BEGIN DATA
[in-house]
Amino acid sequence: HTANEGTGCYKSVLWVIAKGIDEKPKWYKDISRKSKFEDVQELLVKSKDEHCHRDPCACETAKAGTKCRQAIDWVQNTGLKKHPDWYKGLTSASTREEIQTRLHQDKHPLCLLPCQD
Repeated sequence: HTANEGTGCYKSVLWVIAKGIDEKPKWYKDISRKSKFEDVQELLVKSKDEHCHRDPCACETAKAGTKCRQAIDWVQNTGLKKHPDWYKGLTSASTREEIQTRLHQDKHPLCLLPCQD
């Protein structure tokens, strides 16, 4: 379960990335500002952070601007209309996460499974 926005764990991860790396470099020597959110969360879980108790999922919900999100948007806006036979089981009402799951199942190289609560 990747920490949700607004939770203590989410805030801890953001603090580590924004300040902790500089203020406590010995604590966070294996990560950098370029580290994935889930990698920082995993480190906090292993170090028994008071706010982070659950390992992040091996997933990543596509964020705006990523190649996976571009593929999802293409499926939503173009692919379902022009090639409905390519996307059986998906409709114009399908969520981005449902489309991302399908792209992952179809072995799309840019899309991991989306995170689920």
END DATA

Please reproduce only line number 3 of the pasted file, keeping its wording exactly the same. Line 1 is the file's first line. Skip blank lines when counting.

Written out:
Repeated sequence: HTANEGTGCYKSVLWVIAKGIDEKPKWYKDISRKSKFEDVQELLVKSKDEHCHRDPCACETAKAGTKCRQAIDWVQNTGLKKHPDWYKGLTSASTREEIQTRLHQDKHPLCLLPCQD